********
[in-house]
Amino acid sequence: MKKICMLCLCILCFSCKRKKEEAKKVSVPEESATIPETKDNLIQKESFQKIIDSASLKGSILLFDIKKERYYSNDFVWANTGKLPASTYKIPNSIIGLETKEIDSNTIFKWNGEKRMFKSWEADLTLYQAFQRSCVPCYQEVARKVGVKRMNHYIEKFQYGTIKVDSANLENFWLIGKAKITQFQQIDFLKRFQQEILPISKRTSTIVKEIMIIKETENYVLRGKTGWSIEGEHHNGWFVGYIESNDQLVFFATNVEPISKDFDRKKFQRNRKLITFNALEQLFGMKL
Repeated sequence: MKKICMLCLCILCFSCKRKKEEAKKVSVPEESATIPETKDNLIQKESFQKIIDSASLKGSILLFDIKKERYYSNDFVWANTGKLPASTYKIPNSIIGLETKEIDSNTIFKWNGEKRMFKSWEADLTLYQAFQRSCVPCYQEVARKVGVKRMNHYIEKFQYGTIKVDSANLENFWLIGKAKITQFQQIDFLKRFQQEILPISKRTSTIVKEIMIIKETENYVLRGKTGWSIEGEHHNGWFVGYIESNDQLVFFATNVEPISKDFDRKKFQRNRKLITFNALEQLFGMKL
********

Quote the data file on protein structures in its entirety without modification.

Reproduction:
[in-house]
Amino acid sequence: MKKICMLCLCILCFSCKRKKEEAKKVSVPEESATIPETKDNLIQKESFQKIIDSASLKGSILLFDIKKERYYSNDFVWANTGKLPASTYKIPNSIIGLETKEIDSNTIFKWNGEKRMFKSWEADLTLYQAFQRSCVPCYQEVARKVGVKRMNHYIEKFQYGTIKVDSANLENFWLIGKAKITQFQQIDFLKRFQQEILPISKRTSTIVKEIMIIKETENYVLRGKTGWSIEGEHHNGWFVGYIESNDQLVFFATNVEPISKDFDRKKFQRNRKLITFNALEQLFGMKL
Repeated sequence: MKKICMLCLCILCFSCKRKKEEAKKVSVPEESATIPETKDNLIQKESFQKIIDSASLKGSILLFDIKKERYYSNDFVWANTGKLPASTYKIPNSIIGLETKEIDSNTIFKWNGEKRMFKSWEADLTLYQAFQRSCVPCYQEVARKVGVKRMNHYIEKFQYGTIKVDSANLENFWLIGKAKITQFQQIDFLKRFQQEILPISKRTSTIVKEIMIIKETENYVLRGKTGWSIEGEHHNGWFVGYIESNDQLVFFATNVEPISKDFDRKKFQRNRKLITFNALEQLFGMKL